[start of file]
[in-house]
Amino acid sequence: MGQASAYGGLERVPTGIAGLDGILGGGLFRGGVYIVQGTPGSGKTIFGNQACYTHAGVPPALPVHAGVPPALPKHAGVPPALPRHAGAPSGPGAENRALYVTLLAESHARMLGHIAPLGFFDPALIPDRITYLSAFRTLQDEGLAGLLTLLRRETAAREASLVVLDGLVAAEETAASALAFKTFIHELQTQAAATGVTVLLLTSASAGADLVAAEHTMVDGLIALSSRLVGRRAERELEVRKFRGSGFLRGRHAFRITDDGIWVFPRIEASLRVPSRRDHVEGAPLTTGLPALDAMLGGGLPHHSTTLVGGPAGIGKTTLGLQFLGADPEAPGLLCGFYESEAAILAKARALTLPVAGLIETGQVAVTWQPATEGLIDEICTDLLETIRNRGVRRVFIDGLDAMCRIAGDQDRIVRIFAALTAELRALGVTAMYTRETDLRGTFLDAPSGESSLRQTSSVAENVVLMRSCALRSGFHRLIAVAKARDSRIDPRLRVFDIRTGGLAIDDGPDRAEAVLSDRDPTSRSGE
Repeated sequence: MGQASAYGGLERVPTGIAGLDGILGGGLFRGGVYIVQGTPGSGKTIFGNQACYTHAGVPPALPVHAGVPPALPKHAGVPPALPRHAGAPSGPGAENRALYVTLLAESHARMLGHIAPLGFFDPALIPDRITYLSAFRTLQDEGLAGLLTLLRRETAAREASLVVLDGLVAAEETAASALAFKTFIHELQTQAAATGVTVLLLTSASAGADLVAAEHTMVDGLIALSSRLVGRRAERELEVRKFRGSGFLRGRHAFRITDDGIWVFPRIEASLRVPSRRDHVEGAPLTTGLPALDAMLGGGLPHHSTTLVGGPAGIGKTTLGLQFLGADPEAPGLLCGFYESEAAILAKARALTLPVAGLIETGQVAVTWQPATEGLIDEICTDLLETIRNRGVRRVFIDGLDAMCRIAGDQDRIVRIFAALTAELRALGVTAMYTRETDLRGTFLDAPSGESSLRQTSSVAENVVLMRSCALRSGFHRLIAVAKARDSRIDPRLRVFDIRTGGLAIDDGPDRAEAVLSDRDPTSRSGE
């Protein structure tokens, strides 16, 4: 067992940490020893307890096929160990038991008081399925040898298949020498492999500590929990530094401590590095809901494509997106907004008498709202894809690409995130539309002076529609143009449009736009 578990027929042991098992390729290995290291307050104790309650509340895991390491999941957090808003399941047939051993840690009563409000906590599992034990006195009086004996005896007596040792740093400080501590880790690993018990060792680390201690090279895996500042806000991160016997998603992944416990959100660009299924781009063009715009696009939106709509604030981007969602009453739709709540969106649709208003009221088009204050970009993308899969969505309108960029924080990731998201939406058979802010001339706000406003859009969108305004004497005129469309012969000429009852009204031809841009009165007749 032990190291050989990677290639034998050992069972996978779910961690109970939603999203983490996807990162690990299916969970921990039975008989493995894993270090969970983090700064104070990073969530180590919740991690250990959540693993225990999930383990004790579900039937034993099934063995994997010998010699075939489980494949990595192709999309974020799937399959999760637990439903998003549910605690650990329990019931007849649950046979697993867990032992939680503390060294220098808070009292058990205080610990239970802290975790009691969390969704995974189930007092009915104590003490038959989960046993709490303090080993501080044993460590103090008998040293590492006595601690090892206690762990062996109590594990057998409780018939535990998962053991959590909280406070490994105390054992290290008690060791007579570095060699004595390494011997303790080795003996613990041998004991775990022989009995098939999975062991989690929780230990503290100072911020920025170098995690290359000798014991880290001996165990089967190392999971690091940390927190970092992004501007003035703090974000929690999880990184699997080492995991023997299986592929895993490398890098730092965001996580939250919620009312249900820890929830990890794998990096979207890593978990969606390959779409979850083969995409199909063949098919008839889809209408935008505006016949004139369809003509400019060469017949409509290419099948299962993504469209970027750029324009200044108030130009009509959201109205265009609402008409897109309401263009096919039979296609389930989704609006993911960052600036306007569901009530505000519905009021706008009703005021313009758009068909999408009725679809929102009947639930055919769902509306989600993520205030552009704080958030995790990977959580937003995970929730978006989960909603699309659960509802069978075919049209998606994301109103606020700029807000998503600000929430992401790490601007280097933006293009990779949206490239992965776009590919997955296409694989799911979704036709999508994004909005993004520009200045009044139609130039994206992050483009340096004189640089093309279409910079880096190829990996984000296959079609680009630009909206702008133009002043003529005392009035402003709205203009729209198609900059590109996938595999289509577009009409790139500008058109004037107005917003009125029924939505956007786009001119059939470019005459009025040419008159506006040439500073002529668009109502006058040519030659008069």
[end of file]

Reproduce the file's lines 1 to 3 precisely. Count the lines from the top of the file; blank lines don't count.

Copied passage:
[in-house]
Amino acid sequence: MGQASAYGGLERVPTGIAGLDGILGGGLFRGGVYIVQGTPGSGKTIFGNQACYTHAGVPPALPVHAGVPPALPKHAGVPPALPRHAGAPSGPGAENRALYVTLLAESHARMLGHIAPLGFFDPALIPDRITYLSAFRTLQDEGLAGLLTLLRRETAAREASLVVLDGLVAAEETAASALAFKTFIHELQTQAAATGVTVLLLTSASAGADLVAAEHTMVDGLIALSSRLVGRRAERELEVRKFRGSGFLRGRHAFRITDDGIWVFPRIEASLRVPSRRDHVEGAPLTTGLPALDAMLGGGLPHHSTTLVGGPAGIGKTTLGLQFLGADPEAPGLLCGFYESEAAILAKARALTLPVAGLIETGQVAVTWQPATEGLIDEICTDLLETIRNRGVRRVFIDGLDAMCRIAGDQDRIVRIFAALTAELRALGVTAMYTRETDLRGTFLDAPSGESSLRQTSSVAENVVLMRSCALRSGFHRLIAVAKARDSRIDPRLRVFDIRTGGLAIDDGPDRAEAVLSDRDPTSRSGE
Repeated sequence: MGQASAYGGLERVPTGIAGLDGILGGGLFRGGVYIVQGTPGSGKTIFGNQACYTHAGVPPALPVHAGVPPALPKHAGVPPALPRHAGAPSGPGAENRALYVTLLAESHARMLGHIAPLGFFDPALIPDRITYLSAFRTLQDEGLAGLLTLLRRETAAREASLVVLDGLVAAEETAASALAFKTFIHELQTQAAATGVTVLLLTSASAGADLVAAEHTMVDGLIALSSRLVGRRAERELEVRKFRGSGFLRGRHAFRITDDGIWVFPRIEASLRVPSRRDHVEGAPLTTGLPALDAMLGGGLPHHSTTLVGGPAGIGKTTLGLQFLGADPEAPGLLCGFYESEAAILAKARALTLPVAGLIETGQVAVTWQPATEGLIDEICTDLLETIRNRGVRRVFIDGLDAMCRIAGDQDRIVRIFAALTAELRALGVTAMYTRETDLRGTFLDAPSGESSLRQTSSVAENVVLMRSCALRSGFHRLIAVAKARDSRIDPRLRVFDIRTGGLAIDDGPDRAEAVLSDRDPTSRSGE